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The double copula, also known as the double is, is the usage in the English language of two successive copulas when only one is necessary. For example:
- My point is is that...
This should not be confused with legitimate usages of two successive copulas, such as:
- What my point is is that...
In the latter sentence, "What my point is" is a dependent clause, and functions as a subject. In the former sentence, "My point" is a complete subject, and requires only one copula.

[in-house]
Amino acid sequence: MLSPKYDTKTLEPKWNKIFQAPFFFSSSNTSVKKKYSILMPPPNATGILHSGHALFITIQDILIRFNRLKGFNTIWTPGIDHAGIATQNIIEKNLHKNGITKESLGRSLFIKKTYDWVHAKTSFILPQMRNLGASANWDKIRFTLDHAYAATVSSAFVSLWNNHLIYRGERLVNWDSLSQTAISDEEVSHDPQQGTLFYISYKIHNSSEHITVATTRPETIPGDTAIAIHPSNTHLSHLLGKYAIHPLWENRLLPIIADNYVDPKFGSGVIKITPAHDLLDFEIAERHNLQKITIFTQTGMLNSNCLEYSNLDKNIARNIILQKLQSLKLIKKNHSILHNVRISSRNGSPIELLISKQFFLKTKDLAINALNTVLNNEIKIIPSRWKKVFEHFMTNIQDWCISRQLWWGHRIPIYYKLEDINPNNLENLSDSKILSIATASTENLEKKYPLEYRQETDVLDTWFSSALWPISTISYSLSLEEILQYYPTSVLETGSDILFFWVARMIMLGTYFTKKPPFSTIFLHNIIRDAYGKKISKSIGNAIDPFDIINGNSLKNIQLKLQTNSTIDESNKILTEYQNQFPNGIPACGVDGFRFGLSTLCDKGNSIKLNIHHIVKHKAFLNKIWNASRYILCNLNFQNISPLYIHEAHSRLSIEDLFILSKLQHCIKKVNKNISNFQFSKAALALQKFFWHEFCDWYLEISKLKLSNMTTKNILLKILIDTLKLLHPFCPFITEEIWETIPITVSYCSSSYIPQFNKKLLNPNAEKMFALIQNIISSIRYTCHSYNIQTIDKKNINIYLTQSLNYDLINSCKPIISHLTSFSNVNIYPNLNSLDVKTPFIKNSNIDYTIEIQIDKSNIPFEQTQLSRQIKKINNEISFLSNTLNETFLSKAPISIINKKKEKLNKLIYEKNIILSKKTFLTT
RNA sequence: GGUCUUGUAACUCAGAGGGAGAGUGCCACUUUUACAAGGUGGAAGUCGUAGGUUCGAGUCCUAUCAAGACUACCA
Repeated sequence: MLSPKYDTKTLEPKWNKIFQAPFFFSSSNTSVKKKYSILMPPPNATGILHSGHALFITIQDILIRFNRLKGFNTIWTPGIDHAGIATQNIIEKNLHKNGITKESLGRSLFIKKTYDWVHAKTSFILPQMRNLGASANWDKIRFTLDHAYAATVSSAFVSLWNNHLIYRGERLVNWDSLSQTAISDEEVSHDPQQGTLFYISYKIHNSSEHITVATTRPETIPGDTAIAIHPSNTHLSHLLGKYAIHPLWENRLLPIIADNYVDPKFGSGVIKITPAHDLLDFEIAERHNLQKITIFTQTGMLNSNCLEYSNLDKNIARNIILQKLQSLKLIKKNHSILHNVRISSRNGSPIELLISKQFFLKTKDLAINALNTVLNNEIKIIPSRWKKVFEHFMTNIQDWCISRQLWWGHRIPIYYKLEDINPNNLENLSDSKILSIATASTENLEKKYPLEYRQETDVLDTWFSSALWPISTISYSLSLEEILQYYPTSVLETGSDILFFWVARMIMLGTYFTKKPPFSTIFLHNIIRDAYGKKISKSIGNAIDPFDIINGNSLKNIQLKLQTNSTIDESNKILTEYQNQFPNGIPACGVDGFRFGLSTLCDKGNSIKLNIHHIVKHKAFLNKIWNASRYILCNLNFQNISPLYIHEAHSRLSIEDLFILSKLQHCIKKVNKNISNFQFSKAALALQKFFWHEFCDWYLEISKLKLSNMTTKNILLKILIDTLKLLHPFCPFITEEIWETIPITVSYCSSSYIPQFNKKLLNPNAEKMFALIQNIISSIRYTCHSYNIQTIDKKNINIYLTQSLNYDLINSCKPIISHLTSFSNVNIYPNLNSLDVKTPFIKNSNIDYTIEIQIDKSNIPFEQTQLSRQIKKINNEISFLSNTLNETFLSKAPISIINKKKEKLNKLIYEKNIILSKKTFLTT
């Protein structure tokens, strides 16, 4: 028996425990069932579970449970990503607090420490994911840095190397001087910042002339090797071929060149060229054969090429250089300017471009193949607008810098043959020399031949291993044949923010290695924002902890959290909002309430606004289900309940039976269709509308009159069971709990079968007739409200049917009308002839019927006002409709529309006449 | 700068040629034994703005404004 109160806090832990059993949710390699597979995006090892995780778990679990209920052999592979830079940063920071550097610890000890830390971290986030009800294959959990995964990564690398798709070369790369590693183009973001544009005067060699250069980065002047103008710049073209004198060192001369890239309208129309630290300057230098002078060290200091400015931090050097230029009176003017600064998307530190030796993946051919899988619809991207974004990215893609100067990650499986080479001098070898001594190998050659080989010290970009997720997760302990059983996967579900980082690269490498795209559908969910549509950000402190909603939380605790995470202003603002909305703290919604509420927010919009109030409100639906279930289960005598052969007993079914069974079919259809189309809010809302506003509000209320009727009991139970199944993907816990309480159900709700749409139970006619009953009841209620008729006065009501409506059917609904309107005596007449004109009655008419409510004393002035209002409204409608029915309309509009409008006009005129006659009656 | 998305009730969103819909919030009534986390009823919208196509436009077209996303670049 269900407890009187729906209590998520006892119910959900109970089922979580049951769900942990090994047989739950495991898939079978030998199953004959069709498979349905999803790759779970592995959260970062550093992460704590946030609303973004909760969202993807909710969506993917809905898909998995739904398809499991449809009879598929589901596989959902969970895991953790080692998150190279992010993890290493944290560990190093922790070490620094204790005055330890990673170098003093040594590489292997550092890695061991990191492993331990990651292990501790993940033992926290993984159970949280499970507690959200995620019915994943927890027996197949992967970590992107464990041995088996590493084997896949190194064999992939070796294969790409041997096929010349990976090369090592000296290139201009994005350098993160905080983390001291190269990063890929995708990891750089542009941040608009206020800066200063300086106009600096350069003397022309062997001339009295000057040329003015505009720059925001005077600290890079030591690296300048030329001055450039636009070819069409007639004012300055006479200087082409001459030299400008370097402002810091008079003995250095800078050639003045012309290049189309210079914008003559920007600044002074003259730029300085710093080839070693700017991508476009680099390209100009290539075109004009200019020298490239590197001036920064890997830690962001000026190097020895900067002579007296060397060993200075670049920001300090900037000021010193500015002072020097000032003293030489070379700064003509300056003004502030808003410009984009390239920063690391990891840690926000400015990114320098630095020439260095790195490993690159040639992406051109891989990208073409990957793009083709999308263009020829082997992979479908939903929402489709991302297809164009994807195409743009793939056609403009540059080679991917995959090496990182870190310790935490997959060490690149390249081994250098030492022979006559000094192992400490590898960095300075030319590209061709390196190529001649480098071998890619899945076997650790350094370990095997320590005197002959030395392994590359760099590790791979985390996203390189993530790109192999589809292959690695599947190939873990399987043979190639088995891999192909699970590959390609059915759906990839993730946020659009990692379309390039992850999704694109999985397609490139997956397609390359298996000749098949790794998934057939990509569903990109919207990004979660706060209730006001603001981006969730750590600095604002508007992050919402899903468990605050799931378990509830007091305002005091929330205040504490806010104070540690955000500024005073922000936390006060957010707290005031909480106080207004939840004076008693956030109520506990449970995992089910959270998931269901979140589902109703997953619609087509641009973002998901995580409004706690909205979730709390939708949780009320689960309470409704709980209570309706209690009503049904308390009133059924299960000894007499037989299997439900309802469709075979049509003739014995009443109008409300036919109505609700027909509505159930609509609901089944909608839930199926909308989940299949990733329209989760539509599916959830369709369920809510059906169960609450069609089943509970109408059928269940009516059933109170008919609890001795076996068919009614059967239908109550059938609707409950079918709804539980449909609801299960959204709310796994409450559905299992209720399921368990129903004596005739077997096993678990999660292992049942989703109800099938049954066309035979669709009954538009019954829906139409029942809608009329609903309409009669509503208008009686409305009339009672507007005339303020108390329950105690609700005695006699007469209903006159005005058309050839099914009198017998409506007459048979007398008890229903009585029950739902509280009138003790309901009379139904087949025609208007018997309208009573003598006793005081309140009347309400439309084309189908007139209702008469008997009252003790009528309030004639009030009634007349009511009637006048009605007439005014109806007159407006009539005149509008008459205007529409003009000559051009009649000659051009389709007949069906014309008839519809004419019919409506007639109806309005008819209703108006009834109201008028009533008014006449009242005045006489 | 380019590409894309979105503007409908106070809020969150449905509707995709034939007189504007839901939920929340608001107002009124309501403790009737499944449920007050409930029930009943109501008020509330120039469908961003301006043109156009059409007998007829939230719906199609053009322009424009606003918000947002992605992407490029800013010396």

The term double is, though commonly used to describe this practice, is somewhat inaccurate, since other forms of the word (e.g. "was", "were") can be used in the same manner.
According to the third edition of Robert Burchfield's Fowler's Modern English Usage, the double copula originated around 1971 in the United States, and had spread to the United Kingdom by 1987.
- Disputed English grammar
- Page at alt-usage-english.org